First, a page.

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Faculty Profile

Amy Robertson

Amy Robertson

Research Associate Professor

Phone: 206-286-7347

Education: Education: BS, Physics, Baylor University, 2006; MS, Physics, University of Washington, 2008; PhD, Physics, University of Washington, 2011. At SPU since 2011.

Amy Robertson is a Research Associate Professor of Physics at Seattle Pacific University and coordinates the Learning Assistant Program for the introductory algebra- and calculus-based physics courses. Prior to coming to SPU, Robertson was a graduate student with the Physics Education Group at the University of Washington and a National Science Foundation Graduate Research Fellow.

Dr. Robertson’s research interests center around instructional approaches that seek to understand and build on students’ intuitive ideas in science. She uses her research to support these approaches by (1) identifying, describing, and illustrating how students’ ideas can be the starting points for developing sophisticated scientific understandings and practices; by (2) studying the development of teaching practices that attend to students’ intuitive ideas and then identifying what supported that development; and by (3) understanding the relationship between this kind of instruction and other constructs in the literature. She is the co-editor of a book that synthesizes research on this approach to instruction: Responsive Teaching in Science and Mathematics.

Recently, Dr. Robertson has taught Independent Study: Theory and Research in Secondary Teacher Pedagogical Content Knowledge, Senior Project Laboratory, Science Teaching Immersion Experience, and Special Topics: Scientific Writing at Seattle Pacific.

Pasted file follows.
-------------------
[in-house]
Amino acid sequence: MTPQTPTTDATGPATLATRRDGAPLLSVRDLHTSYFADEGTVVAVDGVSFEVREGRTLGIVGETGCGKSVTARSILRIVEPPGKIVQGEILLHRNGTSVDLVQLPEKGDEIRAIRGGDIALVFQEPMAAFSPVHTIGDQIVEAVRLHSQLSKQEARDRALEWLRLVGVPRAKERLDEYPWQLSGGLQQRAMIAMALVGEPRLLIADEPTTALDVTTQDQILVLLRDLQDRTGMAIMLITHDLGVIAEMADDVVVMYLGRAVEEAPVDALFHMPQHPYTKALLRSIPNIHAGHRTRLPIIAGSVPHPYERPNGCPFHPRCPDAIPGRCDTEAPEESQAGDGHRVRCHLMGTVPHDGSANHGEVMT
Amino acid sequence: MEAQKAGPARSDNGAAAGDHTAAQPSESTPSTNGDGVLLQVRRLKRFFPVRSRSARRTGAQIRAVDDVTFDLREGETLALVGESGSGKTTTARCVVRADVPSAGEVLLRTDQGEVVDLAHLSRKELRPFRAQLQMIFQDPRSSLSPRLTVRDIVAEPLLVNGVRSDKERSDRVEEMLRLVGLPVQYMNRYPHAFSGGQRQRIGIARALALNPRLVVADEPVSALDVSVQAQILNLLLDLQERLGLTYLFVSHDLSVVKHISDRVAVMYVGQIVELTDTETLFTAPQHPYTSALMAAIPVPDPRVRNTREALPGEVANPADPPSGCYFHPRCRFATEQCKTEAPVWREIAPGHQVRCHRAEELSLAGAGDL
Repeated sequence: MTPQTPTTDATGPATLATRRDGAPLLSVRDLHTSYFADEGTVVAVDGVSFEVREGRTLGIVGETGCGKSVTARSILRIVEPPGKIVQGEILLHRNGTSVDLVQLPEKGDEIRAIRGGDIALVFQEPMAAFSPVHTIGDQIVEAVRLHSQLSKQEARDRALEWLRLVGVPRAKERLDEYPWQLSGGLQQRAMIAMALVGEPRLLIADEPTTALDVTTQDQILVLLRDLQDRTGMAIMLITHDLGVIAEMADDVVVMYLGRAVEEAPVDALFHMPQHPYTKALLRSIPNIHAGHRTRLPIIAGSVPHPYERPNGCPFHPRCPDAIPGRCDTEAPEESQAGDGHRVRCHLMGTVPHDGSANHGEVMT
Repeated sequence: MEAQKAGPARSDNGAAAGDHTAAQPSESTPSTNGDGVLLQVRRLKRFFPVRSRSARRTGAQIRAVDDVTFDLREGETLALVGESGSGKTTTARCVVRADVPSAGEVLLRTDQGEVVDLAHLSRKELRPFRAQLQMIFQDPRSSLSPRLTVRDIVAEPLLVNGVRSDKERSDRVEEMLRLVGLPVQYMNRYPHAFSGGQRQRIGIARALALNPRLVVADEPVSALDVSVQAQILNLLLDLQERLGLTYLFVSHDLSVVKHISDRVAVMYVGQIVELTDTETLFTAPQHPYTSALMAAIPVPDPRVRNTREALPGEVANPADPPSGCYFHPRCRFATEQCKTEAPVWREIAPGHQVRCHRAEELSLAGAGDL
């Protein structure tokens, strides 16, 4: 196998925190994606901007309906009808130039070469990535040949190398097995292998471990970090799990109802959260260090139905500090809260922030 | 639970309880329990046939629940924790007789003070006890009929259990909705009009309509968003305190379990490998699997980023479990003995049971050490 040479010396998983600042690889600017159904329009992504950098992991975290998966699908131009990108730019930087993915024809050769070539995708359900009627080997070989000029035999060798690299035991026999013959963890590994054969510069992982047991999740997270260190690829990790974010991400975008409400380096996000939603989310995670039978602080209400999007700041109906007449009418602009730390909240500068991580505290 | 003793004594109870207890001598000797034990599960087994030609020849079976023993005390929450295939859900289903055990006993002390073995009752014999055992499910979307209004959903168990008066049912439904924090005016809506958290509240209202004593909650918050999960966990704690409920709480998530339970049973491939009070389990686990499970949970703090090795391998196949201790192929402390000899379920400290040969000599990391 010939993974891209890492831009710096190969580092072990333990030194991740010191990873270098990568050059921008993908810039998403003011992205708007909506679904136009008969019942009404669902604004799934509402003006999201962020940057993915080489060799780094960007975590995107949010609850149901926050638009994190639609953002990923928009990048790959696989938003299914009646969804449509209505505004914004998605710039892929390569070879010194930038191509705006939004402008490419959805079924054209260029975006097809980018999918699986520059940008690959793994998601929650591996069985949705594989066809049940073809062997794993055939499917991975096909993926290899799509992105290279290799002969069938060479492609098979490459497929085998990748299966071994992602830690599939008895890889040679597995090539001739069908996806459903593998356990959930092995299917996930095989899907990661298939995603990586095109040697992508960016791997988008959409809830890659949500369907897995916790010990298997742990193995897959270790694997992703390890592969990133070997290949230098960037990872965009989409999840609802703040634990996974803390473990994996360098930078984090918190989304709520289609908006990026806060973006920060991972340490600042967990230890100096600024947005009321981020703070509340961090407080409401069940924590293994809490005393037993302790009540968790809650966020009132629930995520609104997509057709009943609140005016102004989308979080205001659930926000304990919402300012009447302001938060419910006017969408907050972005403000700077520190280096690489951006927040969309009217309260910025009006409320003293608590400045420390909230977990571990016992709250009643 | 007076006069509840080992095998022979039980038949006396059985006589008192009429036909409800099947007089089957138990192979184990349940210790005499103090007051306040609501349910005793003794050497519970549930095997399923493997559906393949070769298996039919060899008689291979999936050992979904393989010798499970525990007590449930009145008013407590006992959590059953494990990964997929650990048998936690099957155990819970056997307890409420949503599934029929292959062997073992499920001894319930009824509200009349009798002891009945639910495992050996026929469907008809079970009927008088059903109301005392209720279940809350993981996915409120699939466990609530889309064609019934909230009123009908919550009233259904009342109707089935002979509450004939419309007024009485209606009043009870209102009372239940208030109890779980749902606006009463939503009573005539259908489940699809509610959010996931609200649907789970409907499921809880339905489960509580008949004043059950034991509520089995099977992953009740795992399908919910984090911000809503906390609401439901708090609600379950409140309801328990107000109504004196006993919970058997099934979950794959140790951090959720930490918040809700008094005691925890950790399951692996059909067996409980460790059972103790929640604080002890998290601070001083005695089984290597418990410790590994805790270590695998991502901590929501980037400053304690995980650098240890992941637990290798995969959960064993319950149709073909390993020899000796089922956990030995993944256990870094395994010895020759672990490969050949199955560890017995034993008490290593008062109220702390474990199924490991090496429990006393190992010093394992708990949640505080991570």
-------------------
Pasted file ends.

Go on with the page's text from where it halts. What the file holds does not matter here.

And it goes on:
Selected Publications

  • R. E. Scherr and A. D. Robertson, “The productivity of ‘collisions generate heat’ for reconciling an energy model with mechanistic reasoning: A case study,” Physical Review Special Topics – Physics Education Research 11 (1), 010111-1 – 010111-16 (2015).
  • C. E. Lovegren* and A. D. Robertson, “Development of Novice Teachers’ Views of Student Ideas As Sensible and Productive,” in 2013 Physics Education Research Conference Proceedings, edited by P. V. Englehardt, A. D. Churukian, and D. L. Jones (AIP, Portland, OR, 2013), pp. 225–228.
  • A. D. Robertson, E. P. Eppard*, L. M. Goodhew*, E. L. Maaske*, H. C. Sabo*, F. C. Stewart*, D. L. Tuell*, and S. T. Wenzinger*, “Being a Seattle Pacific University Learning Assistant: A transformative experience of listening and being heard,” American Physical Society Forum on Education Newsletter, Summer 2014 (2014).
  • A. D. Robertson, L. Atkins, D. Levin, and J. Richards, “What is Responsive Teaching,” in Responsive Teaching in Science and Mathematics, edited by A. D. Robertson, R. E. Scherr, and D. Hammer, Routledge: New York, NY (in press).
  • R. Russ, A. Elby, A. D. Robertson, J. Richards, M. J. Luna, and J. Walkoe, “Exploring diversity in researchers’ conceptualizations of responsive teaching,” under review for Cognition and Instruction (2015).
  • L. M. Goodhew and A. D. Robertson, “Content Knowledge for Responsive Teaching: Case Studies from K–12 Classroom Discussions of Energy,” submitted to Physical Review Special Topics – Physics Education Research (2015).
  • H. C. Sabo*, L. M. Goodhew, and A. D. Robertson, “University Student Conceptual Resources for Understanding Energy,” submitted to American Journal of Physics (2015).

Please view Dr. Robertson’s CV (PDF) for additional publications.